What does Toope Lion mean for Cambridge?The Syrup Trap

Until yesterday, the name ‘Stephen Toope’ meant nothing to most University of Cambridge students. For many, it probably still doesn’t. But from October 2017 he will be taking over the most important position in the University, the Vice-Chancellorship. So Varsity went to find out: Who is Stephen Toope?

It turns out, he’s quite an interesting guy.

In academic circles he is an experienced and well travelled legal scholar, human rights advocate, and administrator, described by Madam Justice Rosalie Abeela of the Supreme Court of Canada as “a rare combination of somebody who is brilliant, human, considerate, and fearless”. But to students at the University of British Columbia (UBC), where he was President between 2006 and 2014, he is the theatrical, fun loving, affectionately named ‘Toope Lion’.

Here are the key facts you need to know about Cambridge’s next VC.

He’s a Thesp

Speaking to our Canadian bureau, Varsity learned that Toope is well known for ‘theatricality’. Perhaps he picked up the dramatic touch while studying as an undergraduate at Harvard, where, according to a review of a production of War and Peace in the Crimson, our future VC “handle[d] the young bumbling Pierre, an aristocrat who cannot seem to find his niche in life, with just the right touch of humor.” Might we soon see him treading the boards at the ADC?

Toope may have given up on his acting dreams, but his lust for the stage has never left him. In 2011 he performed a duet with the president of UBC’s student union, covering the Eurythmics’ ‘Sweet Dreams (Are Made Of This)’ for UBC’s Got Talent.

Will we be seeing singalongs appear in the University Reporter?

When Toope resigned his position at UBC in 2014 to become the Director of the University of Toronto’s Munk School of Global Affairs, satirical publication Syrup Trap suggested that he was planning to go on a “spiritual and musical journey” involving a recording career and an international tour.

He’s not afraid to stand his ground

Toope’s student experience wasn’t all fun and games. While studying at McGill – where he earned degrees in Common and Civil Law and was later the youngest ever dean of the Law faculty – he edited student publication The McGill Law Journal.

McGill Law professor Rod Macdonald remembers Toope running an article defending a Supreme Court Justice’s public comments in support of the inclusion of natives in the new Charter of Rights. Another Justice – Bora Laskin – felt that the article should not run, and called up the journal. But, according to Macdonald, “Stephen told a Supreme Court Justice to take a hike”, and ran the piece.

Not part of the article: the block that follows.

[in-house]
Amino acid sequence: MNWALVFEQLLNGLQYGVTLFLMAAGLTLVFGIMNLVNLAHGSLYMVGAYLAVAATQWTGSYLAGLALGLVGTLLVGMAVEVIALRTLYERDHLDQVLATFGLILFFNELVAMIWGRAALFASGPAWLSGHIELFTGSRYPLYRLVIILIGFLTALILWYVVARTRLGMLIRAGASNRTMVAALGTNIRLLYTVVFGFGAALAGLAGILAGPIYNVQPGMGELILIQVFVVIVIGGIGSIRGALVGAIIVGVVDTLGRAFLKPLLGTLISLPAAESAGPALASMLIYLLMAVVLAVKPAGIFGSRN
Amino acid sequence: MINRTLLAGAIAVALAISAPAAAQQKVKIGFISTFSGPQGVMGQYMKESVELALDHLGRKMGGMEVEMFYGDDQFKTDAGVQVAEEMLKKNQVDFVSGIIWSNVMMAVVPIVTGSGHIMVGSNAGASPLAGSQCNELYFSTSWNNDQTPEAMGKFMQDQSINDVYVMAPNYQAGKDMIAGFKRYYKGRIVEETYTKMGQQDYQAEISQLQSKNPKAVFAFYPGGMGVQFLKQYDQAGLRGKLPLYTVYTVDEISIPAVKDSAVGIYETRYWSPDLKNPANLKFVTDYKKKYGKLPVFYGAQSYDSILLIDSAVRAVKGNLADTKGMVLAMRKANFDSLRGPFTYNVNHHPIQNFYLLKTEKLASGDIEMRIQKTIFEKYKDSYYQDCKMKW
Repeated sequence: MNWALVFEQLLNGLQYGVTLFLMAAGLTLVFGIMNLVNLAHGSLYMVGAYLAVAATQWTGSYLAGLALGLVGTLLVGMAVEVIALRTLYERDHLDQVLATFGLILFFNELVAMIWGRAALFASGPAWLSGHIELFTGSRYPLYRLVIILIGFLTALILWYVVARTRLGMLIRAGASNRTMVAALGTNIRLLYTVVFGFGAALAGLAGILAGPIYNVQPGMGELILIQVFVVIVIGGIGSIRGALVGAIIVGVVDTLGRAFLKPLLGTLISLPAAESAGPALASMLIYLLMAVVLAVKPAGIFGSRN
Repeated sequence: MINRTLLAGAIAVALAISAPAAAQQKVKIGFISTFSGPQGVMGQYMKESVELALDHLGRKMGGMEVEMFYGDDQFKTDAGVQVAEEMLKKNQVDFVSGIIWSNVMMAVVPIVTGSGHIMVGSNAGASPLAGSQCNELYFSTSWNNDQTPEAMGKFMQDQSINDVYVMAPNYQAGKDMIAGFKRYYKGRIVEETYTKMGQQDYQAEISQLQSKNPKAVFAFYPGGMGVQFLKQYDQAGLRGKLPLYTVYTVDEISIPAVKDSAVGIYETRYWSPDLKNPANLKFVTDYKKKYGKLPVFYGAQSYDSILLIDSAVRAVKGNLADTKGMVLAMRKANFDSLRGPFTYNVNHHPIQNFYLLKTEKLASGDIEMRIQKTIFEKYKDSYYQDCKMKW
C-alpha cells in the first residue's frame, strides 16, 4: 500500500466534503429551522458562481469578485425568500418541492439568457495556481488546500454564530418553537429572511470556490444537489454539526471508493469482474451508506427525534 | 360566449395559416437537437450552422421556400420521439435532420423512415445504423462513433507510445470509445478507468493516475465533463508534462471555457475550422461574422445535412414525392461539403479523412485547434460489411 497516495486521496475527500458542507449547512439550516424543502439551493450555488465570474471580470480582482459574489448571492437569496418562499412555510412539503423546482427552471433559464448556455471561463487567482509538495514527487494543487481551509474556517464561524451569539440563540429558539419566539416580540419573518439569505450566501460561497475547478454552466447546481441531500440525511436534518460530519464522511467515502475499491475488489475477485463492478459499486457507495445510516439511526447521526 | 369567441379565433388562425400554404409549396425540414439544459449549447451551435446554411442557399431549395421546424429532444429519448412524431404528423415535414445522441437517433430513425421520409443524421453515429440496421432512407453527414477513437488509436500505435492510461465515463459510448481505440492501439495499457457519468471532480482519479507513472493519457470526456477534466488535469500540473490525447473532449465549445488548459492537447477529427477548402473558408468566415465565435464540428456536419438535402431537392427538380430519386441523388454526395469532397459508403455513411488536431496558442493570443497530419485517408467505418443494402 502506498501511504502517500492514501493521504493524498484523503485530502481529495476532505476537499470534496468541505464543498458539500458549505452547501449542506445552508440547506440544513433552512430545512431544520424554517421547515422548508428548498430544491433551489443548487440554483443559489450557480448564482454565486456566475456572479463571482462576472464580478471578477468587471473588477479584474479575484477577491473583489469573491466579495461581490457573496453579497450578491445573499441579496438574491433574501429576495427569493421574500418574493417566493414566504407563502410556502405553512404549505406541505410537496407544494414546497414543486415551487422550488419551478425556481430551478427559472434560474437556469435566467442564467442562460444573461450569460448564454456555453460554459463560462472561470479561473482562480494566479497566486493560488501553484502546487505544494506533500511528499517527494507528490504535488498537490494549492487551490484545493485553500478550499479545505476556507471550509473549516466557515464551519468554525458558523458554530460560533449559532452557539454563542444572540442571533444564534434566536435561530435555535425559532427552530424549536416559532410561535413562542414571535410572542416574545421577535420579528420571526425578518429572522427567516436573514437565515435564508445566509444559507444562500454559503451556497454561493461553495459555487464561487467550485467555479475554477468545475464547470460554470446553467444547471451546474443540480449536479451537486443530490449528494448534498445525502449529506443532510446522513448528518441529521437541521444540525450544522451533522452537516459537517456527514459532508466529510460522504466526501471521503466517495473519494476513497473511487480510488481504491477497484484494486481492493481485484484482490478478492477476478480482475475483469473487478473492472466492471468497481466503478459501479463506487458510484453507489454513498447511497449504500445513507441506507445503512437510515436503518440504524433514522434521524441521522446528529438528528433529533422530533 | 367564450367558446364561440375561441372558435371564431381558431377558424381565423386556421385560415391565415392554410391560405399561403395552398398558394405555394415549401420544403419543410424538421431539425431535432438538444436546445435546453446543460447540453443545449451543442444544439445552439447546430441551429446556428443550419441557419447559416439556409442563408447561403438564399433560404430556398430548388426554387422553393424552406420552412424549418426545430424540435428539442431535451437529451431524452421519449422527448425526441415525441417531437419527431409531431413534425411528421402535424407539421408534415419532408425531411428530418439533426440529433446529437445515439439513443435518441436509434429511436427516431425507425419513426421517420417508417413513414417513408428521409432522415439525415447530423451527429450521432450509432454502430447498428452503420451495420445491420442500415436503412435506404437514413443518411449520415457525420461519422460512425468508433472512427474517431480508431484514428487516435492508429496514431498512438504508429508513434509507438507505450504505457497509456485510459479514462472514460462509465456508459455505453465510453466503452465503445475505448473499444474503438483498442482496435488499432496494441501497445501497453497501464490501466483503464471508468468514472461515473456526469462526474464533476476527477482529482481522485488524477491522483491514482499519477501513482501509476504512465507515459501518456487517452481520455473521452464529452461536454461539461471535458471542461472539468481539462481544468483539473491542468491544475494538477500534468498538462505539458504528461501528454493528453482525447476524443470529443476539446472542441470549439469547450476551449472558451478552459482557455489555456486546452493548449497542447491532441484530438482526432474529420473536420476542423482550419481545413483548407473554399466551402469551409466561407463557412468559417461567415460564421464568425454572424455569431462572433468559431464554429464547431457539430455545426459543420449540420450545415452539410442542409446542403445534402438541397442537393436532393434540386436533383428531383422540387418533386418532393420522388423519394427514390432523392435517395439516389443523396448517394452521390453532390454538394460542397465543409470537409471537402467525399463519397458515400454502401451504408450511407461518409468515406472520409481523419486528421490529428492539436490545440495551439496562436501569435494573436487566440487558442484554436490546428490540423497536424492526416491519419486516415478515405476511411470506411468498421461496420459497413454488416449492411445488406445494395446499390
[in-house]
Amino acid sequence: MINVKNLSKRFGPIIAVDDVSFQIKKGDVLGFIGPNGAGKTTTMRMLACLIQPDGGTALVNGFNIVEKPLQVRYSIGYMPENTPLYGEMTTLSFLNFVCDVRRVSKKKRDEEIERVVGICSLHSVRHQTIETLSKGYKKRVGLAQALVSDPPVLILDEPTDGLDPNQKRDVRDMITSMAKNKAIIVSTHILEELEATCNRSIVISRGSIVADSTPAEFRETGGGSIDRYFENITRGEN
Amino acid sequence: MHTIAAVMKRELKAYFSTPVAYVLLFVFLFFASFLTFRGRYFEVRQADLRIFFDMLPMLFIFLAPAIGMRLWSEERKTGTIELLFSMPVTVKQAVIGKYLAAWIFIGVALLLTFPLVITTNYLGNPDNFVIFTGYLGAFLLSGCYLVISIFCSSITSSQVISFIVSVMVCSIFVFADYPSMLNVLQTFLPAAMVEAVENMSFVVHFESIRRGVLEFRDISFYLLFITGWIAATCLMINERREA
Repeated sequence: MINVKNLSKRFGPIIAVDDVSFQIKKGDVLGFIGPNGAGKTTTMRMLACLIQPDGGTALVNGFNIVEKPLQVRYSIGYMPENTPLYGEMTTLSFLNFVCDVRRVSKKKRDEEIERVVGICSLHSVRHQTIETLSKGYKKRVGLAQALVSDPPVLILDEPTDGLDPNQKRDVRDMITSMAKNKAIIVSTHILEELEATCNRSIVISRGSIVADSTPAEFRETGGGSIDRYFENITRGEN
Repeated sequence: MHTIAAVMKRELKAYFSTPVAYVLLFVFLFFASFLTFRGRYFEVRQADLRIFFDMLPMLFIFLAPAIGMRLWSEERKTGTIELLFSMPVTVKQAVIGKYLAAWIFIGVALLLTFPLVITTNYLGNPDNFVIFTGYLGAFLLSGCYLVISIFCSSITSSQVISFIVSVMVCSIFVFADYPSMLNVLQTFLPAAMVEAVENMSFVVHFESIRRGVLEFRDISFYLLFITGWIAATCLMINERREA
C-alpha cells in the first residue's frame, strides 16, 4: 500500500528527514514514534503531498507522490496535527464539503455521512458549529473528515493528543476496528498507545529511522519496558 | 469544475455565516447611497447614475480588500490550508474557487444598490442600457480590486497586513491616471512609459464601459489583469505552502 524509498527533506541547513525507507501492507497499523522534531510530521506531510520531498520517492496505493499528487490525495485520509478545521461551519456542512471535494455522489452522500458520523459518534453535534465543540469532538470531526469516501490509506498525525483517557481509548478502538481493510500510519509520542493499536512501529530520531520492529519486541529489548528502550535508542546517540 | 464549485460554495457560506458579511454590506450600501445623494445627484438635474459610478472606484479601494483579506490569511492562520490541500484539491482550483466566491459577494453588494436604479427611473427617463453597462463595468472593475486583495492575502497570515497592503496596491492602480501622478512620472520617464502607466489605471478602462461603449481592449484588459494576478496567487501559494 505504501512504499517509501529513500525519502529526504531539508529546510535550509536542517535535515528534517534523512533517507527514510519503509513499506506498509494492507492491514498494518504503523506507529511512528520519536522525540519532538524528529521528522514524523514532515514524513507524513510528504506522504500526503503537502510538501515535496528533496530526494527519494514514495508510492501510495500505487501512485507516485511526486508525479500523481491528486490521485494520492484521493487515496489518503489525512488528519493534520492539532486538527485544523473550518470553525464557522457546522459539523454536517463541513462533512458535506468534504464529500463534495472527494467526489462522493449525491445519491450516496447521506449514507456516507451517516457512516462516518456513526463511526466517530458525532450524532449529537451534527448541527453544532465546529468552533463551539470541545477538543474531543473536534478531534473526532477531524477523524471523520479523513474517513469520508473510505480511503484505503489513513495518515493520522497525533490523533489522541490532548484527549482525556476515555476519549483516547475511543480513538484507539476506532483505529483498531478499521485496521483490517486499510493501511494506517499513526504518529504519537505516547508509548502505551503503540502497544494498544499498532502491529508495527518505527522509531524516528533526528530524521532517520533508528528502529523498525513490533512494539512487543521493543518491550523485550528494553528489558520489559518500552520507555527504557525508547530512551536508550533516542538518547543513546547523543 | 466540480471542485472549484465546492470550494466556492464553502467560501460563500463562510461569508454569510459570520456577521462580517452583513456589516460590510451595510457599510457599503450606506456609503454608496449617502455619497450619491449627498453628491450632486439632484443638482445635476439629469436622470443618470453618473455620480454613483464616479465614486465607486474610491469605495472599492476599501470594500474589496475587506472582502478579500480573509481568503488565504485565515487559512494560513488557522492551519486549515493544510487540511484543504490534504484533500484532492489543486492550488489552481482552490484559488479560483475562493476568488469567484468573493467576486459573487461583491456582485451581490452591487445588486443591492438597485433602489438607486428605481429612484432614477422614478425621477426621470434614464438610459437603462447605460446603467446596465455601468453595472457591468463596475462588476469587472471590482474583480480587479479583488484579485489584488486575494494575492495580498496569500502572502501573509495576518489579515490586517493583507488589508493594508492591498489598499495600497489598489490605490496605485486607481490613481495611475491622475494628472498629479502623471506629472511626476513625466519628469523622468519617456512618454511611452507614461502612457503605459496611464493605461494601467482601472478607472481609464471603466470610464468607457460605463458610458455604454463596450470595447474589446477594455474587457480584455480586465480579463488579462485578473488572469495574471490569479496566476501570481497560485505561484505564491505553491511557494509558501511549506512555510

He means business

Toope has had a distinguished career as a legal scholar and has also worked with the UN, chairing a working group on enforced and involuntary disappearances, as well as observing the first free elections in South Africa.

For his own national government he worked on an inquiry into the actions of Canadian officials in the disappearance of Maher Arar, a Syrian-Canadian who was held in solitary confinement by the United States, who then deported him to Syria. In 2005, Toope released a report saying that he believed Arar had been tortured while in Syria.

Toope focused on undergraduate experience at UBC University of Cambridge

VC’s treats: a few of Stephen’s favourite things

  • Leonard Cohen
  • Cycling
  • Classical music
  • Hiking
  • Finding Neverland

He loves student engagement

From day one at UBC, Toope emphasised improving the undergraduate experience. “When I came to UBC I was quite convinced that major research intensive universities in Canada and elsewhere had begun to lose the plot a little bit on undergraduate education” he commented.

Toope appointed a Vice-President for students, putting all non-academic student services into one portfolio. He also encouraged broad-based admissions, trying to shake off UBC’s reputation as a degree factory, noting that “if you come to school and it’s just going to a bunch of classes and you’re just getting through so that you can do something after, I would see that as a failure”.

Between 2006 and 2011, UBC’s National Survey of Student Engagement ranking improved across all five benchmarks.

He’s pretty pro-free speech

On campus free speech, Toope has adopted a nuanced perspective, arguing on the one hand that “for a university, anything that detracts from the free expression of ideas is just not acceptable”, while noting that a line has been crossed when speech is designed to preclude any speech in response.

“Forms of speech should not be banned simply on the grounds that they are ‘offensive’”, wrote Toope; however, he also believes that  “When there are very strongly held opinions and displays that some people might see as inflammatory, we try to ensure that people are not being forced into position where they’re dealing with issues that are really troubling to them.”

When details of anti-consent chants within an undergraduate society at UBC emerged, Toope asked for a working group to be established to look at the whole question of sexualisation of violence.

He hates Twitter

Toope might be big on engagement, but he’s not particularly fond of Twitter. In 2013, he told The Ubyssey, UBC’s student paper: “I despise Twitter, truthfully”, saying he thought it is “one of the worst things that’s been created in my lifetime”. He said “I think that the notion of the immediate reaction to something without reflection...[is] the worst of our society”.

He’s got meme status

All in all, Toope Lion’s resume  is an impressive one. With a record of both competence and character, Cambridge students will undoubtedly warm to him quickly. Although it remains to be seen whether he can reach this level of love again:

We’re not entirely sure, either